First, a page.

Watch for My Book

Thursday, October 29, 2015

Professor Minelle Mahtani on 'Raising Mixed Race' in Canada

Following are closing remarks given by Minelle Mahtani after the premiere of my new book Raising Mixed Race: Multiracial Asian Children In a Post-Racial World at Hapa-Palooza Festival 2015, Vancouver B.C. Minelle Mahtani is Associate Professor of Human Geography and Journalism at University of Toronto-Scarborough. Currently she is on sabbatical to host new show 'Sense of Place' on Roundhouse Radio. She is also author of the recent book 'Mixed Race Amnesia: Resisting the Romanticization of Multiraciality.'  

My book 'Raising Mixed Race' will be released December 11, 2015

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Minelle Mahtani [image from Twitter @mminelle]

"Hi everybody. I’m going to keep this really short and sweet because I just think that we’ve heard so many really important things. But I just want to say thank you, Jeff, for that really warm introduction. And I just want to thank Sharon and Professor Wei Ming Dariotis for the extraordinary contribution they made here tonight.

For me being in this room really means a lot. I think it’s really rare that so many mixed people come together to have these conversations...I think it’s really valuable to remember that you’re not alone in this and that there’s other people around who want to share in these conversations. I grew up as a person of mixed race identity. I’m [of] Indian, Iranian, Muslim, Hindu background. And that was a really complicated identity to have in the suburbs of Toronto, mostly white area, that I grew up in.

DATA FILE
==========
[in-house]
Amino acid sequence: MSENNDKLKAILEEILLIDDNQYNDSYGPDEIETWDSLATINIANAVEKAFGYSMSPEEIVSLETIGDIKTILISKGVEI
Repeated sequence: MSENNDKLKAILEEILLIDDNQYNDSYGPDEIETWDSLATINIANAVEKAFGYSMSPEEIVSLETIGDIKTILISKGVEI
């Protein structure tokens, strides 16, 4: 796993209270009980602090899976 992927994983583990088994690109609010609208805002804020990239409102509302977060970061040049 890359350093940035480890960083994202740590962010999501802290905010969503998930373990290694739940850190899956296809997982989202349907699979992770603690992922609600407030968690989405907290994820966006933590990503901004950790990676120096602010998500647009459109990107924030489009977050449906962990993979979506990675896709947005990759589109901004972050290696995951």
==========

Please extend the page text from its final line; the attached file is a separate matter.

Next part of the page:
I remember being called the N-word in grade three, coming home and telling my mother...and my mother bursting into tears.

I’ve been called every single racial slur you can imagine. I remember being called the N-word in grade three, coming home and telling my mother (I didn’t even know what it meant), and my mother bursting into tears. So what does that story tell us right? In terms of the kind of information that we receive and the kinds of information we get from our parents in terms of how they can cope with these stories. Instead of my mother explaining to me the tortured history behind that word - she immediately felt guilty. I think that’s really important. I think that’s what we need to think about.

But...I want to talk about Sharon for a minute.

Wednesday, October 14, 2015

Talking Race, ID & Racism with Families of Color Seattle

with FOCS Board and Staff [Photo Credit: Amy Pak]

by Sharon H Chang

On Saturday October 10 I had the very distinct honor of being part of Families of Color Seattle (FOCS)'s first of five Community Dialogues on Race and Family: "Talking Race, Identity and Racism." FOCS is an emerging, young local nonprofit whose mission is to build strong communities of color by supporting families via parenting programs, resource sharing, and fostering meaningful connections. Their vision is children of color will be born into loving world that is racially and economically just. This is the first time the org has undertaken a community dialogue series. The other dialogues will include: "Multiracial Families," "Anti-Bias Education and Schools," "Anti-Racist Birthing," and "Transracial Adoption Experiences."

Technically I was the kickoff keynote at this first launch event but it didn't feel like that - which was actually kind of awesome.